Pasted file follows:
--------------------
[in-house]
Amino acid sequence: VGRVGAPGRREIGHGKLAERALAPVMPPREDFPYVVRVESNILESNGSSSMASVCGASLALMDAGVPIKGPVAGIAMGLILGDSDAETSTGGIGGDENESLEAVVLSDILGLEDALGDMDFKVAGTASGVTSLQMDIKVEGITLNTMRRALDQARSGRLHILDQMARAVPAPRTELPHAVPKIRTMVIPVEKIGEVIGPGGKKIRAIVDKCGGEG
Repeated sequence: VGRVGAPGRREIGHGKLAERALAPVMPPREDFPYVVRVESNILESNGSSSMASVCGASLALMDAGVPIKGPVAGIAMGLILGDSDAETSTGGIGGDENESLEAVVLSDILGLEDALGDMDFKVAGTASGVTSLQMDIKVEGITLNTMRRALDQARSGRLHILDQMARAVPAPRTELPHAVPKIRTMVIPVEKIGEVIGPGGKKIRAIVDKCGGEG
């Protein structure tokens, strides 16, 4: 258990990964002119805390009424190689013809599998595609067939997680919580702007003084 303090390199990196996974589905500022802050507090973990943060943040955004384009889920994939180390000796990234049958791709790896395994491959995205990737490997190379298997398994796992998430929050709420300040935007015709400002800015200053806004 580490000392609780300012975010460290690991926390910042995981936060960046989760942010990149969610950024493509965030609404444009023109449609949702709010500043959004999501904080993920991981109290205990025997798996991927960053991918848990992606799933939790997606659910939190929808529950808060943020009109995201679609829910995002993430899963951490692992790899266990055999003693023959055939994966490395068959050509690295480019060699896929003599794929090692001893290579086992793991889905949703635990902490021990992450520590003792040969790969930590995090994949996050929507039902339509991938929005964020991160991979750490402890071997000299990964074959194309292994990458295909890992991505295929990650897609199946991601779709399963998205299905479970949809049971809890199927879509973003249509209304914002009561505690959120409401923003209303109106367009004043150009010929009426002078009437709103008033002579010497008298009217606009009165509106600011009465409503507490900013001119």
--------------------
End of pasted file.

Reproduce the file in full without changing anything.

[in-house]
Amino acid sequence: VGRVGAPGRREIGHGKLAERALAPVMPPREDFPYVVRVESNILESNGSSSMASVCGASLALMDAGVPIKGPVAGIAMGLILGDSDAETSTGGIGGDENESLEAVVLSDILGLEDALGDMDFKVAGTASGVTSLQMDIKVEGITLNTMRRALDQARSGRLHILDQMARAVPAPRTELPHAVPKIRTMVIPVEKIGEVIGPGGKKIRAIVDKCGGEG
Repeated sequence: VGRVGAPGRREIGHGKLAERALAPVMPPREDFPYVVRVESNILESNGSSSMASVCGASLALMDAGVPIKGPVAGIAMGLILGDSDAETSTGGIGGDENESLEAVVLSDILGLEDALGDMDFKVAGTASGVTSLQMDIKVEGITLNTMRRALDQARSGRLHILDQMARAVPAPRTELPHAVPKIRTMVIPVEKIGEVIGPGGKKIRAIVDKCGGEG
């Protein structure tokens, strides 16, 4: 258990990964002119805390009424190689013809599998595609067939997680919580702007003084 303090390199990196996974589905500022802050507090973990943060943040955004384009889920994939180390000796990234049958791709790896395994491959995205990737490997190379298997398994796992998430929050709420300040935007015709400002800015200053806004 580490000392609780300012975010460290690991926390910042995981936060960046989760942010990149969610950024493509965030609404444009023109449609949702709010500043959004999501904080993920991981109290205990025997798996991927960053991918848990992606799933939790997606659910939190929808529950808060943020009109995201679609829910995002993430899963951490692992790899266990055999003693023959055939994966490395068959050509690295480019060699896929003599794929090692001893290579086992793991889905949703635990902490021990992450520590003792040969790969930590995090994949996050929507039902339509991938929005964020991160991979750490402890071997000299990964074959194309292994990458295909890992991505295929990650897609199946991601779709399963998205299905479970949809049971809890199927879509973003249509209304914002009561505690959120409401923003209303109106367009004043150009010929009426002078009437709103008033002579010497008298009217606009009165509106600011009465409503507490900013001119």